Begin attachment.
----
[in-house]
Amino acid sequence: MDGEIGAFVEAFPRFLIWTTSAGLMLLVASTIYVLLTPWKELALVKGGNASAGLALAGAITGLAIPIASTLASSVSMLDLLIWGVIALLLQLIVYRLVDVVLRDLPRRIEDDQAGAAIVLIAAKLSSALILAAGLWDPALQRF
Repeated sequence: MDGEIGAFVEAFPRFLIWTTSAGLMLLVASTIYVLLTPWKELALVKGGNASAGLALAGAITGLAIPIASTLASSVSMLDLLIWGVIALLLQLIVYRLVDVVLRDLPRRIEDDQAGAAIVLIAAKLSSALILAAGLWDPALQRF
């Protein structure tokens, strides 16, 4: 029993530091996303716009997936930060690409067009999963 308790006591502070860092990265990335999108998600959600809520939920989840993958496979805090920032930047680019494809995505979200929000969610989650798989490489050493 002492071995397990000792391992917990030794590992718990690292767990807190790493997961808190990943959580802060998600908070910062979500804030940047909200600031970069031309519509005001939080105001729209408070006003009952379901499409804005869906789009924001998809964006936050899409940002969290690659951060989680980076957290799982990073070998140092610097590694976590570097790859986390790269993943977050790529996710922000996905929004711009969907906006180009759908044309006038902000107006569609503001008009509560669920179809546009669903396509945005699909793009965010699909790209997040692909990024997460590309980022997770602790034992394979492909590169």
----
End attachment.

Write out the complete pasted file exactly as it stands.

[in-house]
Amino acid sequence: MDGEIGAFVEAFPRFLIWTTSAGLMLLVASTIYVLLTPWKELALVKGGNASAGLALAGAITGLAIPIASTLASSVSMLDLLIWGVIALLLQLIVYRLVDVVLRDLPRRIEDDQAGAAIVLIAAKLSSALILAAGLWDPALQRF
Repeated sequence: MDGEIGAFVEAFPRFLIWTTSAGLMLLVASTIYVLLTPWKELALVKGGNASAGLALAGAITGLAIPIASTLASSVSMLDLLIWGVIALLLQLIVYRLVDVVLRDLPRRIEDDQAGAAIVLIAAKLSSALILAAGLWDPALQRF
């Protein structure tokens, strides 16, 4: 029993530091996303716009997936930060690409067009999963 308790006591502070860092990265990335999108998600959600809520939920989840993958496979805090920032930047680019494809995505979200929000969610989650798989490489050493 002492071995397990000792391992917990030794590992718990690292767990807190790493997961808190990943959580802060998600908070910062979500804030940047909200600031970069031309519509005001939080105001729209408070006003009952379901499409804005869906789009924001998809964006936050899409940002969290690659951060989680980076957290799982990073070998140092610097590694976590570097790859986390790269993943977050790529996710922000996905929004711009969907906006180009759908044309006038902000107006569609503001008009509560669920179809546009669903396509945005699909793009965010699909790209997040692909990024997460590309980022997770602790034992394979492909590169």